The SENSAS truly is a wonderful experience, try it!
Our advice: Take your family with you to the SENSAS
5) To savor an authentic bouillabaisse
Restaurant Chez Michel, 6, rue des Catalans – 13007 Marseille
Marseille’s gastronomy is most famous for its bouillabaisse. It is a special fish soup of the city.
Although many restaurants have bouillabaisse on the menu, most of them are expensive or of a very low quality. Fortunately, it is possible to enjoy an authentic bouillabaisse with fresh products.
The restaurant we are about to tell you about is one of those places whose location you keep as a secret since the quality is so good.
The restaurant is called Chez Michel, and every product is fresh from the day’s catch.
There, recipes are passed from generation to generation, and everything is handmade, which gives a real cachet to the establishment.
Our advice: Try to have a restaurant using fresh products to have the best bouillabaisse.
4) The Vieux Port
There is no place more representative of Marseille than the Vieux Port (the old harbor).
According to the legend, this is where everything began.
The Vieux Port is the true heart of Marseille, where everyone gathers. It is the oldest harbor of the city and the rendez-vous point of both the inhabitants and the tourists.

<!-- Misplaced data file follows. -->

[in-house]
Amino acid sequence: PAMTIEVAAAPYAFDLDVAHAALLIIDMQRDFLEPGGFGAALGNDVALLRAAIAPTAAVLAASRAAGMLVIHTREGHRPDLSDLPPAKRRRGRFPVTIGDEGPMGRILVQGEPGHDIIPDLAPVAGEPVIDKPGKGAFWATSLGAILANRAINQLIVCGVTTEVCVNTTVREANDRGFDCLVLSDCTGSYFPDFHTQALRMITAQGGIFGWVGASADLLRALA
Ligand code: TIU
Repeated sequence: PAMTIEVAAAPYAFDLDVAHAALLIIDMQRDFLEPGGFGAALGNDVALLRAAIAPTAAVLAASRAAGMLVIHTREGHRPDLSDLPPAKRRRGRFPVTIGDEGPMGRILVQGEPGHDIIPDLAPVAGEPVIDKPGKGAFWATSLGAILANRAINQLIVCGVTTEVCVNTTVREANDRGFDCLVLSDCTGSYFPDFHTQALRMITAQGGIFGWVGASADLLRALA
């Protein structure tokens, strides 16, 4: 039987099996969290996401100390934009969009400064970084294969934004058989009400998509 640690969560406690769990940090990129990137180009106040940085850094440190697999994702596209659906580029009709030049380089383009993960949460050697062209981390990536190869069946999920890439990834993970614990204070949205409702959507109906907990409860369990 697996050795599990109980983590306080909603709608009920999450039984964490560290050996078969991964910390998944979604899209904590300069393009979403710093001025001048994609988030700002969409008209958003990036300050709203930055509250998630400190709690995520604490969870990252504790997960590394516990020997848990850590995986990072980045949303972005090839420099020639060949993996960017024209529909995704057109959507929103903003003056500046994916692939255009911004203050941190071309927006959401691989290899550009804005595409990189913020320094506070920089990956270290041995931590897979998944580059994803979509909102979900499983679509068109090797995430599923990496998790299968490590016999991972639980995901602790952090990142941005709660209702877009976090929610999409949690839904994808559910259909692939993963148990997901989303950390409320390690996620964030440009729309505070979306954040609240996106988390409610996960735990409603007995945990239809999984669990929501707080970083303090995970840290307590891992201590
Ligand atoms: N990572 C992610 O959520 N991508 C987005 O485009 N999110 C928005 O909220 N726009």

It is one of the most authentic places in the city, with shopping streets and the downtown nearby.
You will discover there the true atmosphere of Marseille, as seen from an outsider’s point of view.
The Vieux Port is a social and cultural center of the city.
The traditional fish market reminds us of how much the city depends on the sea.
The numerous bars and restaurants make it the ideal place to rest for a while.
Our advice: You may want to dedicate your whole day to the Vieux Port to enjoy it the best way possible.
3) Visit the Maison de la Boule de Pétanque et du Jeu provençal
2, Place des 13 cantons, 13002 Marseille
The Musée de la Boule opened in 2015 in this beautiful blue house on the Place des 13 Cantons.
This small museum is growing up and explains the history of pétanque, or boules, this French sport very popular in Marseille.
You will discover some retrospectives about the history of this sport, from stone boules from antiquity to the steel modern boules.
You can also go to a working group on the production of these boules.